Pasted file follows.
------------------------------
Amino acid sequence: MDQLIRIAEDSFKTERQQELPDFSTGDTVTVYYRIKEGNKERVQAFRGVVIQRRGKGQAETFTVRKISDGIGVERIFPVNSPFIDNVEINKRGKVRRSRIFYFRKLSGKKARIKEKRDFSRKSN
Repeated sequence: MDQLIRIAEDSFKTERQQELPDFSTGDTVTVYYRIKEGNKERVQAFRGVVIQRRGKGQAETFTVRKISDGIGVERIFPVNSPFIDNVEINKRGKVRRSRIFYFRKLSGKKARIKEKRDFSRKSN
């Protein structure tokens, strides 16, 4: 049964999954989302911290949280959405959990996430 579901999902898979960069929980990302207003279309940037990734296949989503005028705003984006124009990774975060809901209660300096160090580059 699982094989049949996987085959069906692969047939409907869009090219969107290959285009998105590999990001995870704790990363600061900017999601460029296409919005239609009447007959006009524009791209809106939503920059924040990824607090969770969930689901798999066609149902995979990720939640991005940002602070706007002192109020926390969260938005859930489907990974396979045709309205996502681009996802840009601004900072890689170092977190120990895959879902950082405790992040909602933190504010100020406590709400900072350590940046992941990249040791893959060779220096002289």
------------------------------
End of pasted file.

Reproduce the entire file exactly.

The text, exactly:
Amino acid sequence: MDQLIRIAEDSFKTERQQELPDFSTGDTVTVYYRIKEGNKERVQAFRGVVIQRRGKGQAETFTVRKISDGIGVERIFPVNSPFIDNVEINKRGKVRRSRIFYFRKLSGKKARIKEKRDFSRKSN
Repeated sequence: MDQLIRIAEDSFKTERQQELPDFSTGDTVTVYYRIKEGNKERVQAFRGVVIQRRGKGQAETFTVRKISDGIGVERIFPVNSPFIDNVEINKRGKVRRSRIFYFRKLSGKKARIKEKRDFSRKSN
């Protein structure tokens, strides 16, 4: 049964999954989302911290949280959405959990996430 579901999902898979960069929980990302207003279309940037990734296949989503005028705003984006124009990774975060809901209660300096160090580059 699982094989049949996987085959069906692969047939409907869009090219969107290959285009998105590999990001995870704790990363600061900017999601460029296409919005239609009447007959006009524009791209809106939503920059924040990824607090969770969930689901798999066609149902995979990720939640991005940002602070706007002192109020926390969260938005859930489907990974396979045709309205996502681009996802840009601004900072890689170092977190120990895959879902950082405790992040909602933190504010100020406590709400900072350590940046992941990249040791893959060779220096002289």